Remember the Girls
Females who are affected by x-linked recessive genetic disorders have traditionally been deemed to be “just carriers” who are completely unaffected by the disorder. However, for many x-linked recessive disorders (which in actuality are not truly recessive), this is simply untrue. In addition to the fact that female carriers may pass the disorder along to their offspring, many female carriers may develop physical symptoms of the disorder, however the medical community often fails to connect these symptoms to their carrier status, subjecting these women to many years of physical problems they should not have to tolerate. This can be frightening and lonely.
There has long been a gender bias in medicine, with males being predominately enrolled in clinical trials. Most studies that did include women did not report results by gender. Although this has begun to change in recent years, there is still an enormous lack of scientific research and understanding when it comes to carriers of x-linked disorders. Remember the Girls works to create a community of females affected by x-linked disorders to break away from the “carrier” stigma. While it is extremely important to continue searching for treatments and cures for males with x-linked disorders, it is also important to study the effect of these disorders on female carriers, so they too have the opportunity to live a full and healthy life.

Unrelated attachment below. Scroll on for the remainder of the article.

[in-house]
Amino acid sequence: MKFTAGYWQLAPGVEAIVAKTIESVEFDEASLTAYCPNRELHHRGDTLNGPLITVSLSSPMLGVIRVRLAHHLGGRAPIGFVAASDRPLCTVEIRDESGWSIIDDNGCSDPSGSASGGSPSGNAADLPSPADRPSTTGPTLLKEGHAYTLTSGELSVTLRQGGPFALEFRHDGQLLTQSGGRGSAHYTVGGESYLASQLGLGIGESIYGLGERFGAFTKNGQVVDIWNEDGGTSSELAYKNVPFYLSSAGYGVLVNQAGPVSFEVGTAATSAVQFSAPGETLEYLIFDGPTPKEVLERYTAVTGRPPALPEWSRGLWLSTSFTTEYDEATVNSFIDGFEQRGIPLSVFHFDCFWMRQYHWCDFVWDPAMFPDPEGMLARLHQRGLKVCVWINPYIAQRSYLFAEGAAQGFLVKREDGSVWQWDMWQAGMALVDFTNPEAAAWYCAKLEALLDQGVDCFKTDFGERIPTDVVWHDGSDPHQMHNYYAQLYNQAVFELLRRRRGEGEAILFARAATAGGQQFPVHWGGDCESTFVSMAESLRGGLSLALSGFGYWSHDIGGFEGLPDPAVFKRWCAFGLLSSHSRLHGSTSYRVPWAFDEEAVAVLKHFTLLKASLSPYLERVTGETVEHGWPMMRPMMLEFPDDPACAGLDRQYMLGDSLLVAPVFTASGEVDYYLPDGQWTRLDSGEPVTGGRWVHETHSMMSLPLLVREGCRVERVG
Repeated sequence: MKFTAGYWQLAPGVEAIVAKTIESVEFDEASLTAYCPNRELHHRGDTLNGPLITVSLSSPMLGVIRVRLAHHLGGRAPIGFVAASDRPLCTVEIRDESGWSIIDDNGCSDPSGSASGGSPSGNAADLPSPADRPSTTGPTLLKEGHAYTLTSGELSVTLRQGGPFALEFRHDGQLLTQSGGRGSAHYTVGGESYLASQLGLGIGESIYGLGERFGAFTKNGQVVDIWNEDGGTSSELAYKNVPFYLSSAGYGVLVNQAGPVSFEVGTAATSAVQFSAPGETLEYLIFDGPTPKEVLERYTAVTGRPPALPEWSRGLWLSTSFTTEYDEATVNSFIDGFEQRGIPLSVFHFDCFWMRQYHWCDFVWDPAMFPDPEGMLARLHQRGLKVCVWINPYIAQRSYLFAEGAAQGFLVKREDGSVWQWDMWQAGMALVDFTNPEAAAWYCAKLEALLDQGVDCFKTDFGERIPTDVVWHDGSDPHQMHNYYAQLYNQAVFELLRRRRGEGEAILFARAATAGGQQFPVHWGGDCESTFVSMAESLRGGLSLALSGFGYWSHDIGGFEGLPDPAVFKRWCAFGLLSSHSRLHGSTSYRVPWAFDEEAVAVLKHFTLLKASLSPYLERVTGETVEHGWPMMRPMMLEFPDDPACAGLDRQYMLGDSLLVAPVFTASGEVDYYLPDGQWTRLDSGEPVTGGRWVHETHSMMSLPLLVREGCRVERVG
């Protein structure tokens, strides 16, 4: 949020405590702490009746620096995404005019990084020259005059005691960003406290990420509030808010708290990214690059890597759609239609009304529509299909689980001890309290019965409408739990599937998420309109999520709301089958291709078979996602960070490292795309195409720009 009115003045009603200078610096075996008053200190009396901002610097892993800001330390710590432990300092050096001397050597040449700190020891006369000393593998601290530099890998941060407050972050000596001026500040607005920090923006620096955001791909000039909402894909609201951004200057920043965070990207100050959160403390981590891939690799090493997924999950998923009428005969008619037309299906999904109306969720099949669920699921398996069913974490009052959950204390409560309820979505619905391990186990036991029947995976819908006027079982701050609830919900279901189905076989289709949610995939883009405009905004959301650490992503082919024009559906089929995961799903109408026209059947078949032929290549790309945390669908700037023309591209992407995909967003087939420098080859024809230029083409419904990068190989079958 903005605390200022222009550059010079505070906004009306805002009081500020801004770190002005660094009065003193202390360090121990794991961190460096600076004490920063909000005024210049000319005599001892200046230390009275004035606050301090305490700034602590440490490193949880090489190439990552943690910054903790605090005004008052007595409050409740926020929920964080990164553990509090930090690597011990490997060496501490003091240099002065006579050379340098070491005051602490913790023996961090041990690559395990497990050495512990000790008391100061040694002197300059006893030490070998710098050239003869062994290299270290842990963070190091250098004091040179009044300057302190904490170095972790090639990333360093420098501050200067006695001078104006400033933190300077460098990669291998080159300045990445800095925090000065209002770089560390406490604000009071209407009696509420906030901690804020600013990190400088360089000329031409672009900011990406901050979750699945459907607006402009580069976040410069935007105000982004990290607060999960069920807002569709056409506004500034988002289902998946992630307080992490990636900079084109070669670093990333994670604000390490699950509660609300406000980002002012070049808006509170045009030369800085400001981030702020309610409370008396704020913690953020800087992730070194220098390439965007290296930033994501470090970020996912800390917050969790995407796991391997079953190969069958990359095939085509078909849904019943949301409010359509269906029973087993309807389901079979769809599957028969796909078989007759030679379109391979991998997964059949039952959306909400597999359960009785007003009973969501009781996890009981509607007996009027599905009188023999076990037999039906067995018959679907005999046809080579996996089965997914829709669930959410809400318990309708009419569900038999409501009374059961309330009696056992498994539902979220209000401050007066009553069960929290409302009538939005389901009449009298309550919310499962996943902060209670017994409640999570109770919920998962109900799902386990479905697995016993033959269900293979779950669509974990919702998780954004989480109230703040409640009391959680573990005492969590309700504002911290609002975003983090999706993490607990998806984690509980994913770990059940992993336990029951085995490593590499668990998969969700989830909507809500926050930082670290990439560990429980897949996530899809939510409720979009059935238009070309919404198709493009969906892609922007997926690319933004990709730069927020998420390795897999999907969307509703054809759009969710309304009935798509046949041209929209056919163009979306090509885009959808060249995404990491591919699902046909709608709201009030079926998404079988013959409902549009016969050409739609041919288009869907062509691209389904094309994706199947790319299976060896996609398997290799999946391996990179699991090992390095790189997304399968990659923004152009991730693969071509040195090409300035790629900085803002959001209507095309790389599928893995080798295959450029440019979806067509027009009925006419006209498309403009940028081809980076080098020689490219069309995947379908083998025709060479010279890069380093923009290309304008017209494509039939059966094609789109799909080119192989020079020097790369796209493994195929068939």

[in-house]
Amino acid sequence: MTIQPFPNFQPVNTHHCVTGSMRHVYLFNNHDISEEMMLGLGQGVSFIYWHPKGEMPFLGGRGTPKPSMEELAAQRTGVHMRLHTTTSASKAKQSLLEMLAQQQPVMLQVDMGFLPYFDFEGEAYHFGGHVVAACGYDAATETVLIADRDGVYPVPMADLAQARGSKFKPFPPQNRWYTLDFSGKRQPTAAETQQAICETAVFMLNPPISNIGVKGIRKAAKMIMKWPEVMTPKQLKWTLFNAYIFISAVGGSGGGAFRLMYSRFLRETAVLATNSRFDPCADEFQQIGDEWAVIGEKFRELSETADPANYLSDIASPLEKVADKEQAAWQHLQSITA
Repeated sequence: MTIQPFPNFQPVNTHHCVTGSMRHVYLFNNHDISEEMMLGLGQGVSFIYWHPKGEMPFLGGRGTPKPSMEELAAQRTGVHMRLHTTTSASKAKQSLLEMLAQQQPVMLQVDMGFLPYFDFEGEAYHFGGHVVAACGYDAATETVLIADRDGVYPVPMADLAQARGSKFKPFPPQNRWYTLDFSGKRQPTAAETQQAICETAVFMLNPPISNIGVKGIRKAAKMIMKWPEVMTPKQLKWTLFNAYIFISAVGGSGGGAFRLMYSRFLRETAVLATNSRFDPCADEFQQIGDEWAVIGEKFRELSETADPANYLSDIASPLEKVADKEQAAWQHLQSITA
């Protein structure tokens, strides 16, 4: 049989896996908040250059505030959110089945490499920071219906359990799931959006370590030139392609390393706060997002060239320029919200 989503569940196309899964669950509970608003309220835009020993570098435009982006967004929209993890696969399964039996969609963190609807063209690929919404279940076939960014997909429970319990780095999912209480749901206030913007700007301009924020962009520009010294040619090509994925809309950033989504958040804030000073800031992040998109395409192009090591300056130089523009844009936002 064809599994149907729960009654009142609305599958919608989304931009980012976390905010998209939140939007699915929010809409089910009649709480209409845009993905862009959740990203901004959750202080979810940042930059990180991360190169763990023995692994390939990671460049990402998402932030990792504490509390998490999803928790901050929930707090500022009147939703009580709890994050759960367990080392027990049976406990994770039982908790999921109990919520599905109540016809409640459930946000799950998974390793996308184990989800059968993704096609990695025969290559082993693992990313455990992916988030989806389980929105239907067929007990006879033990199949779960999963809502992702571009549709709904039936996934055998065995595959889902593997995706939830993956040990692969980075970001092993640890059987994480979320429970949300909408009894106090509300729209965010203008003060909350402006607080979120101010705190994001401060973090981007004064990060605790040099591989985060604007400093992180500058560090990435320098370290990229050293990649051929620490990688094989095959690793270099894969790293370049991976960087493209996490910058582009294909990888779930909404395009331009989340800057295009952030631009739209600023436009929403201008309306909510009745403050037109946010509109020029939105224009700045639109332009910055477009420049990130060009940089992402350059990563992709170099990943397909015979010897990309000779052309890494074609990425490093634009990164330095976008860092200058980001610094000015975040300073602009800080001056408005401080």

Condition Awareness & Advocacy
Here is a list of conditions this partner raises awareness and advocacy for:
Remember the Girls
Patient Worthy Posts on X-Linked Genetic Disorders
This past Sunday, December 2nd, during the Patriot’s game against the Minnesota Vikings, 20 players wore customized cleats to spread awareness for various philanthropic causes.
According to a story from Reuters, the drug developer BioMarin is looking to make a name for itself in the hemophilia community in a very
“It’s funny to say grief as it is not a bereavement but you kind of are grieving the loss of the child you thought you
Garret Schuster was just six months old when he was diagnosed with hemophilia. He went to see a pediatrician to treat an ear infection but